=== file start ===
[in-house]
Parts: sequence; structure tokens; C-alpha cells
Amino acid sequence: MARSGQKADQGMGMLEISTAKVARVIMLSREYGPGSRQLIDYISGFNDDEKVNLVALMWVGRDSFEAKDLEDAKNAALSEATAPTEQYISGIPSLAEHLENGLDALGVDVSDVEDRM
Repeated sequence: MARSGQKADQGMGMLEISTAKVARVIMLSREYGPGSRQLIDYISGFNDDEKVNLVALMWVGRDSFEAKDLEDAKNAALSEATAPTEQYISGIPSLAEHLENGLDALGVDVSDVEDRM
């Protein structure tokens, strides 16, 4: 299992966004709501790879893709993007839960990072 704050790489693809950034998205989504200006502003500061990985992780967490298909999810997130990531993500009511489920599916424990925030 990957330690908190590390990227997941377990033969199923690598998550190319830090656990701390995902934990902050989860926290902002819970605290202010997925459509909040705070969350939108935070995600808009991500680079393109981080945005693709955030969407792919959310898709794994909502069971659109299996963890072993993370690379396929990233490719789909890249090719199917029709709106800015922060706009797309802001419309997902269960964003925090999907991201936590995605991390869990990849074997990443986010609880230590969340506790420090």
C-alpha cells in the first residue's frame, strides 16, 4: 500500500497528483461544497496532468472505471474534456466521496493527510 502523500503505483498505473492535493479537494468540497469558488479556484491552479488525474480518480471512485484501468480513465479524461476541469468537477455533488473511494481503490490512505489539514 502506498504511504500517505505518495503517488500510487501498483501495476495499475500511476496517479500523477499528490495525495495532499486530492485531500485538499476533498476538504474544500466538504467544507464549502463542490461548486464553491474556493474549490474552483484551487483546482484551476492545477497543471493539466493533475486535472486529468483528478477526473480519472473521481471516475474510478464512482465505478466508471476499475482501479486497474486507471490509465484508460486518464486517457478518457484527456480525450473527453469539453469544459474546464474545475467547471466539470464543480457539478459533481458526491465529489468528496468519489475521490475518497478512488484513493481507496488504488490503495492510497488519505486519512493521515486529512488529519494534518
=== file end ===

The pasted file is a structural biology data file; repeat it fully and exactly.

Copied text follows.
[in-house]
Parts: sequence; structure tokens; C-alpha cells
Amino acid sequence: MARSGQKADQGMGMLEISTAKVARVIMLSREYGPGSRQLIDYISGFNDDEKVNLVALMWVGRDSFEAKDLEDAKNAALSEATAPTEQYISGIPSLAEHLENGLDALGVDVSDVEDRM
Repeated sequence: MARSGQKADQGMGMLEISTAKVARVIMLSREYGPGSRQLIDYISGFNDDEKVNLVALMWVGRDSFEAKDLEDAKNAALSEATAPTEQYISGIPSLAEHLENGLDALGVDVSDVEDRM
């Protein structure tokens, strides 16, 4: 299992966004709501790879893709993007839960990072 704050790489693809950034998205989504200006502003500061990985992780967490298909999810997130990531993500009511489920599916424990925030 990957330690908190590390990227997941377990033969199923690598998550190319830090656990701390995902934990902050989860926290902002819970605290202010997925459509909040705070969350939108935070995600808009991500680079393109981080945005693709955030969407792919959310898709794994909502069971659109299996963890072993993370690379396929990233490719789909890249090719199917029709709106800015922060706009797309802001419309997902269960964003925090999907991201936590995605991390869990990849074997990443986010609880230590969340506790420090």
C-alpha cells in the first residue's frame, strides 16, 4: 500500500497528483461544497496532468472505471474534456466521496493527510 502523500503505483498505473492535493479537494468540497469558488479556484491552479488525474480518480471512485484501468480513465479524461476541469468537477455533488473511494481503490490512505489539514 502506498504511504500517505505518495503517488500510487501498483501495476495499475500511476496517479500523477499528490495525495495532499486530492485531500485538499476533498476538504474544500466538504467544507464549502463542490461548486464553491474556493474549490474552483484551487483546482484551476492545477497543471493539466493533475486535472486529468483528478477526473480519472473521481471516475474510478464512482465505478466508471476499475482501479486497474486507471490509465484508460486518464486517457478518457484527456480525450473527453469539453469544459474546464474545475467547471466539470464543480457539478459533481458526491465529489468528496468519489475521490475518497478512488484513493481507496488504488490503495492510497488519505486519512493521515486529512488529519494534518